I’m a big fan of conceptual works. I love projects when they have really deep conceptual foundings. But that said, I don’t remember any experience similar to knowing that you have just captured in a frame exactly what you were expecting to capture. This is no conceptual matter. This is like going downhill on a bike, or drinking cold beer in summer. This is epidermic pleasure. Almost animal, primitive. 

Does that mean I don't like Andrea Botto's 19-06_26-08-1945? No. First, because it's a very nice book. Then, because he is a very nice guy, and then because he also has Ka-Boom, which is an explosion of photography.

It’s great that art directors, designers, critics, theorists, curators and teachers play with photography. But guys, try to go out and shoot. Try until you make one photo that makes you thrill. There is nothing like that. And there is also no shortcut, no way around. There’s only you and the world in front of you. No intro text will replace the power of a perfect (to you) image, the same way no DJ will ever feel like a piano player.

Also, consider this: when you are about to die, you may remember some of your great shots. I seriously doubt that you will remember your artist statement that explains why and how you didn’t take a photo of something.

Comments

To do a work with others people photos can be interesting even if you only select them and don't intervene manipulating them, I've seen some interesting works in that way and I think is a new respected concept wich works, but I'm more participant of the DIY at least in the subject to take your own pictures and then get help to put the final touches.

Yes, it's at least a 100 years old new concept. http://en.wikipedia.org/wiki/Ready_mades

Hi Carlos...

I understand your shock at being asked whether you had taken the PIGS photos yourself. I can't imagine a more cohesive, personal body of work. To me it is obvious it was made by one, unique person.

Tocapelotas as always, I'm not sure how your comparison really applies to this trend. In the extreme, Duchamp's statement was challenging the notion of the artist as a "maker" of artifacts, pretending that anything an artist does is art. That really catched on, giving us the likes of Piero Manzoni's Merde d'artiste. Manzoni went as far as signing human beings and pretending they were sculptures made by him. He made some money with his canned shit, but galleries and collectors really made a killing: the last time one of his cans changed hands it traded for 125.000 US $, so maybe he was right.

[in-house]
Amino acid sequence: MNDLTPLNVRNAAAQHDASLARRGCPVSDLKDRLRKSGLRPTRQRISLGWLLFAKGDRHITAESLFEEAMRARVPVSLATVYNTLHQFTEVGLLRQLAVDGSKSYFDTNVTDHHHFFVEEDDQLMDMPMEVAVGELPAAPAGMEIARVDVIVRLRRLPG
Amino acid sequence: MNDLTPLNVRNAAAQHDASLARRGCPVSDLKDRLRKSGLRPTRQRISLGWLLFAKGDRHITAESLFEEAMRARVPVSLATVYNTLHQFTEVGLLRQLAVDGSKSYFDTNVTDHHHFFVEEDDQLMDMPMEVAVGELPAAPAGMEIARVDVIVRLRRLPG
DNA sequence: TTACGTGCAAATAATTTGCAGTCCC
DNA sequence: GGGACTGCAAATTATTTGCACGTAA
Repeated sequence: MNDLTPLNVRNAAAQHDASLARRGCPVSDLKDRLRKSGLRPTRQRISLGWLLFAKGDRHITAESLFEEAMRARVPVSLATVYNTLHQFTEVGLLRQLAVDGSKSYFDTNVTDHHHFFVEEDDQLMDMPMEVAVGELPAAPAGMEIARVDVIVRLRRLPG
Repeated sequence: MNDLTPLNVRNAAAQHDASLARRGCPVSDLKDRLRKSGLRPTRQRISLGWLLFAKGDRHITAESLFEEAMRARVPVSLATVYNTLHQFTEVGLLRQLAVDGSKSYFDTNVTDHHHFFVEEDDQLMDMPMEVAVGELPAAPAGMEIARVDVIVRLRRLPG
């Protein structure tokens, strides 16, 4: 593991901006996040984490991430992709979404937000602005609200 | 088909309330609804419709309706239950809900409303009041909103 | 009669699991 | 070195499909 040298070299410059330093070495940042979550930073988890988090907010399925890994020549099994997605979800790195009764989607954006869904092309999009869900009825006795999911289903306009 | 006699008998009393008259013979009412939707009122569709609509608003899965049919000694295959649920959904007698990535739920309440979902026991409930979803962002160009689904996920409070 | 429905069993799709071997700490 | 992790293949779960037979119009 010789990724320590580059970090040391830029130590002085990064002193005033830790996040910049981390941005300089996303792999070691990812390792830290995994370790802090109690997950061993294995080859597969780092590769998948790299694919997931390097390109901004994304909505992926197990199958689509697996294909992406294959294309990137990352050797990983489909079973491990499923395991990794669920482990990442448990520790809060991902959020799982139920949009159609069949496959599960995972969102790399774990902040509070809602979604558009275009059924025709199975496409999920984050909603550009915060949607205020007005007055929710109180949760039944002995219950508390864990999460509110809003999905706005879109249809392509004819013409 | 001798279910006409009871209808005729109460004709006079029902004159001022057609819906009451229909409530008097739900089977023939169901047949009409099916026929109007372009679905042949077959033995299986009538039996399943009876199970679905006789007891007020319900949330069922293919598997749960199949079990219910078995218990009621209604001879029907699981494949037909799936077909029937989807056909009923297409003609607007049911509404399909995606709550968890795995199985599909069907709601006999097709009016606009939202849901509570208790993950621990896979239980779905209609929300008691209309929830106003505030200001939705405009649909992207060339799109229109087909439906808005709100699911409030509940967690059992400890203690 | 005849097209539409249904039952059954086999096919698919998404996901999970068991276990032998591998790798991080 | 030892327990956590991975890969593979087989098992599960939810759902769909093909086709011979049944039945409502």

I think there's precious work done by artists who collect, re frame, and re think existing photographs. Joachim Schmidt is a good example. Jon Rafman did something similar with Google Street views. Then there are also appropiation artists, like Sherry Levine, who famously re photographed and showed Walker Evans pics. I think these are closer to Duchamp.

The problem starts when you describe all of this as photography and mix it all on specialized events, such as Arles. It's confusing. To me, there are "photographers" who take photographs & then there are artists who use photography in their work. Two different breeds. But it even gets more confusing when some of them take photographs while ALSO collecting and reusing other people's pics. The modern world is really taunting... ;-)

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In 2008 I started to write a weekly post about people and issues related to photography, with a wide range of subjects.